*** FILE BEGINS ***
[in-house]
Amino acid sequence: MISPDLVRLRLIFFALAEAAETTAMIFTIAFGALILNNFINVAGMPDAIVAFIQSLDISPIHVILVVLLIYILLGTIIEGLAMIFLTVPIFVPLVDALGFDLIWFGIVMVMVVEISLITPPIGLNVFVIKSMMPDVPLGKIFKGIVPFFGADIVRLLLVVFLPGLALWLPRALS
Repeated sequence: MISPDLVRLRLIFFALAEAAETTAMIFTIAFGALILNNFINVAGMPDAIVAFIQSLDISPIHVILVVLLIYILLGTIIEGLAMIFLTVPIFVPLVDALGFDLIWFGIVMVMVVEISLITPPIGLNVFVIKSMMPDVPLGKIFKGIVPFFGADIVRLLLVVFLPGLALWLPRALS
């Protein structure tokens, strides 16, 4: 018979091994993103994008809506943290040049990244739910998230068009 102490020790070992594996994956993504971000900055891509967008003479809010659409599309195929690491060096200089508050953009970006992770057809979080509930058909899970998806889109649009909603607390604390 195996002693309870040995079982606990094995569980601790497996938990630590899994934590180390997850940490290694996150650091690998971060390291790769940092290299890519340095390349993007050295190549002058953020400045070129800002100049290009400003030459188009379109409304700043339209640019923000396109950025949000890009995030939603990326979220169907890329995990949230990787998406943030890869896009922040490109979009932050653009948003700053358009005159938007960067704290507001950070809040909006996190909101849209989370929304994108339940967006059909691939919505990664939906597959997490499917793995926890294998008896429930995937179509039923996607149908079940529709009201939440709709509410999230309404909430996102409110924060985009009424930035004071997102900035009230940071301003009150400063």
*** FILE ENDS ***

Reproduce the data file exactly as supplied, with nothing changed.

[in-house]
Amino acid sequence: MISPDLVRLRLIFFALAEAAETTAMIFTIAFGALILNNFINVAGMPDAIVAFIQSLDISPIHVILVVLLIYILLGTIIEGLAMIFLTVPIFVPLVDALGFDLIWFGIVMVMVVEISLITPPIGLNVFVIKSMMPDVPLGKIFKGIVPFFGADIVRLLLVVFLPGLALWLPRALS
Repeated sequence: MISPDLVRLRLIFFALAEAAETTAMIFTIAFGALILNNFINVAGMPDAIVAFIQSLDISPIHVILVVLLIYILLGTIIEGLAMIFLTVPIFVPLVDALGFDLIWFGIVMVMVVEISLITPPIGLNVFVIKSMMPDVPLGKIFKGIVPFFGADIVRLLLVVFLPGLALWLPRALS
């Protein structure tokens, strides 16, 4: 018979091994993103994008809506943290040049990244739910998230068009 102490020790070992594996994956993504971000900055891509967008003479809010659409599309195929690491060096200089508050953009970006992770057809979080509930058909899970998806889109649009909603607390604390 195996002693309870040995079982606990094995569980601790497996938990630590899994934590180390997850940490290694996150650091690998971060390291790769940092290299890519340095390349993007050295190549002058953020400045070129800002100049290009400003030459188009379109409304700043339209640019923000396109950025949000890009995030939603990326979220169907890329995990949230990787998406943030890869896009922040490109979009932050653009948003700053358009005159938007960067704290507001950070809040909006996190909101849209989370929304994108339940967006059909691939919505990664939906597959997490499917793995926890294998008896429930995937179509039923996607149908079940529709009201939440709709509410999230309404909430996102409110924060985009009424930035004071997102900035009230940071301003009150400063």